Agency recommends cutting music on headphones to hour a day
Listening to music for more than one hour a day may lead to hearing damage and loss, according to new research from the World Health Organization (WHO).
The WHO said that the percentage of teenagers in the U.S. with hearing loss increased from 3.5 percent in 1994 to 5.3 percent in 2006 and that the prevalence of hearing loss in both teenagers and adults is increasing. Risk of hearing damage and loss is increased by unsafe sound levels from personal audio devices, clubs and bars, concerts and car radios.
The report included recommendations for safe sound levels and listening times for various audio sources, including the following: mp3 players at 105 decibels (dB) for four minutes, loud rock concert at 115 dB for 28 seconds, noise inside a car at 85 dB for eight hours. Because measuring exact decibels can be challenging, the WHO says keeping volume at 60 percent volume or less is a good rule of thumb.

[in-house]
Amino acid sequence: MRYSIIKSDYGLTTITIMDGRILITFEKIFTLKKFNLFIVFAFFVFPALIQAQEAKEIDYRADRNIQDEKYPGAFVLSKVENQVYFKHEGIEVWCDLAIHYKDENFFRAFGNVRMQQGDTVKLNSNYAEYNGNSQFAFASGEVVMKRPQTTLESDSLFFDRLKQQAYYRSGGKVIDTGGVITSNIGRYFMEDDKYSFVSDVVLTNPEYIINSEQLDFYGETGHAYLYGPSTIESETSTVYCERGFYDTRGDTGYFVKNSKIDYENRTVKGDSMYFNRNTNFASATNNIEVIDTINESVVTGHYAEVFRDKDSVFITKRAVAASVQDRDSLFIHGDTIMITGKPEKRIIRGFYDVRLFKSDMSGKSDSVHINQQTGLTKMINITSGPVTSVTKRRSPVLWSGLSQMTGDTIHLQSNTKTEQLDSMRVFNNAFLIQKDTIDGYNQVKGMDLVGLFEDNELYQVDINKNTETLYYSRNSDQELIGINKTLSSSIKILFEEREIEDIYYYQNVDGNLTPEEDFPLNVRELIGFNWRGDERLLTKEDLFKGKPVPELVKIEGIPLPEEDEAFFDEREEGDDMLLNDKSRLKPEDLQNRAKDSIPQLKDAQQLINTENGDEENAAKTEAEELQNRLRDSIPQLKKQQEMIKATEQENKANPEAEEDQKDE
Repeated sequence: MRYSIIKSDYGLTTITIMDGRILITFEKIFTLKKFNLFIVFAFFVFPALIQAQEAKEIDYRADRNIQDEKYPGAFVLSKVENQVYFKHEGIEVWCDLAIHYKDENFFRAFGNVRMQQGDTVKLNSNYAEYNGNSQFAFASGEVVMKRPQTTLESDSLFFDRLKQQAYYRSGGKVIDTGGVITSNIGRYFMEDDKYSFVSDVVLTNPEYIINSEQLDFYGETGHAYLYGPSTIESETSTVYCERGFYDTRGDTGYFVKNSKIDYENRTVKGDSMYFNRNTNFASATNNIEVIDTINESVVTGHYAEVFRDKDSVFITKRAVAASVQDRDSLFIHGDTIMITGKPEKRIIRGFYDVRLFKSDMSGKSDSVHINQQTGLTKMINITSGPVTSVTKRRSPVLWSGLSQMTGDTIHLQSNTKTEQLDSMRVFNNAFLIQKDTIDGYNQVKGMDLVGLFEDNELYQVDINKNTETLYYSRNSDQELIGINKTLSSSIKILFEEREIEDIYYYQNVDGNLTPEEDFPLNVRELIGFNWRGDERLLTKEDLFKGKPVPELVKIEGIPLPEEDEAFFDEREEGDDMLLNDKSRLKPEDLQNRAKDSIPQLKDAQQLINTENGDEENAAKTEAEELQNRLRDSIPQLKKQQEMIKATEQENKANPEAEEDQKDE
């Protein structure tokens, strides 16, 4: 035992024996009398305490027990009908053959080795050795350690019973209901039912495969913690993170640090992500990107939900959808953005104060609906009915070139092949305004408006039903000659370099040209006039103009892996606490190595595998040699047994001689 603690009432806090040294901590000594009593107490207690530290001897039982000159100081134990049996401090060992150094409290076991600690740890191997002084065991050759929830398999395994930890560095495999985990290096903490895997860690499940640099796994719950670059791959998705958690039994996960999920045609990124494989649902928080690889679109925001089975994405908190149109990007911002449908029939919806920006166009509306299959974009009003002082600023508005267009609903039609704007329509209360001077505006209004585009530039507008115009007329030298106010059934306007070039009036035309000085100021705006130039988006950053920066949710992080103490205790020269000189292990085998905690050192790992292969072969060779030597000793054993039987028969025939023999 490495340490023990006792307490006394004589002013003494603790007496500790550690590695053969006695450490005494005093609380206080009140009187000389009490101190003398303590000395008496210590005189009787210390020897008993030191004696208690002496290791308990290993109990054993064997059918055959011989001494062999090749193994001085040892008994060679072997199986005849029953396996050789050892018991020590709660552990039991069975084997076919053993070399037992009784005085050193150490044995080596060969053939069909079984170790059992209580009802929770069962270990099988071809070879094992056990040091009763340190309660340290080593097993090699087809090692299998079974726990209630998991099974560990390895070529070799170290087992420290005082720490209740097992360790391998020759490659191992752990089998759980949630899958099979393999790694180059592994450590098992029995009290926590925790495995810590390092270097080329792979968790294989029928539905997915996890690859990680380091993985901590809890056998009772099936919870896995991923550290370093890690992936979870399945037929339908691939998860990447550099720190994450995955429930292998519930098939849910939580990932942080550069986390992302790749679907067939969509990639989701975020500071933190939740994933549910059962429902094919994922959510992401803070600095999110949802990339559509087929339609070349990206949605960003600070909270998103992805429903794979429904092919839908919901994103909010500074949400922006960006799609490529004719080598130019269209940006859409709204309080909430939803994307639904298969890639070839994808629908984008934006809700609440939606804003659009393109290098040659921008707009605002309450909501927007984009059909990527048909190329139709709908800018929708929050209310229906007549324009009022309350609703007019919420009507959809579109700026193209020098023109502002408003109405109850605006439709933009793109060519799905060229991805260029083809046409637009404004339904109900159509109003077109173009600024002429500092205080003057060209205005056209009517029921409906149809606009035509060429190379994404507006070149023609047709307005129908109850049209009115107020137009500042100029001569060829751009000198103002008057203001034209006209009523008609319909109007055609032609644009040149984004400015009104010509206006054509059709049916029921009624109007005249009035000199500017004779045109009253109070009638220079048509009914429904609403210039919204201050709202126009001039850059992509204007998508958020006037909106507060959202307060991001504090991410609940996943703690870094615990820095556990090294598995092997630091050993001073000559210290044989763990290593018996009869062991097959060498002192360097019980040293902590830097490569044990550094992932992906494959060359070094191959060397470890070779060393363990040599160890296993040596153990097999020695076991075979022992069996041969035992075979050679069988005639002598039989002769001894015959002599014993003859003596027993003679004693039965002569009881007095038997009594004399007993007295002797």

Other tips for reducing risk of hearing damage include wearing noise-cancelling headphones--which allow music to be heard more clearly at a lower volume, wearing ear plugs at loud concerts and standing far away from speakers. The WHO added that use of personal audio devices should be limited to a one hour a day at a safe sound level to reduce risk of hearing damage.